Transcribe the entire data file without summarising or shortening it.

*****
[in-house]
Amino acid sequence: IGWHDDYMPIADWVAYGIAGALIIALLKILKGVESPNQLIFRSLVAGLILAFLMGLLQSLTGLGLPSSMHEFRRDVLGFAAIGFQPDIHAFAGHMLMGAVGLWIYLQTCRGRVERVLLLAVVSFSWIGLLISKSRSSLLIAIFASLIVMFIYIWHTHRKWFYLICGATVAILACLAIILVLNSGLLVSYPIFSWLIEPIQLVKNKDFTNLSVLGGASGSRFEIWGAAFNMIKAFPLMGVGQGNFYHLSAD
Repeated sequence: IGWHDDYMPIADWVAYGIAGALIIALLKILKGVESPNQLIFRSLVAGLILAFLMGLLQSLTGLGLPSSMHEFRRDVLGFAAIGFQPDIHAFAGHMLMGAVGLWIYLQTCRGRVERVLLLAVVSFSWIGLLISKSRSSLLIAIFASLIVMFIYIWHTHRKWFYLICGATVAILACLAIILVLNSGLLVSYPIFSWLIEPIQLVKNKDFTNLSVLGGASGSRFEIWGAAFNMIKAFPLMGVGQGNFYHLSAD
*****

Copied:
[in-house]
Amino acid sequence: IGWHDDYMPIADWVAYGIAGALIIALLKILKGVESPNQLIFRSLVAGLILAFLMGLLQSLTGLGLPSSMHEFRRDVLGFAAIGFQPDIHAFAGHMLMGAVGLWIYLQTCRGRVERVLLLAVVSFSWIGLLISKSRSSLLIAIFASLIVMFIYIWHTHRKWFYLICGATVAILACLAIILVLNSGLLVSYPIFSWLIEPIQLVKNKDFTNLSVLGGASGSRFEIWGAAFNMIKAFPLMGVGQGNFYHLSAD
Repeated sequence: IGWHDDYMPIADWVAYGIAGALIIALLKILKGVESPNQLIFRSLVAGLILAFLMGLLQSLTGLGLPSSMHEFRRDVLGFAAIGFQPDIHAFAGHMLMGAVGLWIYLQTCRGRVERVLLLAVVSFSWIGLLISKSRSSLLIAIFASLIVMFIYIWHTHRKWFYLICGATVAILACLAIILVLNSGLLVSYPIFSWLIEPIQLVKNKDFTNLSVLGGASGSRFEIWGAAFNMIKAFPLMGVGQGNFYHLSAD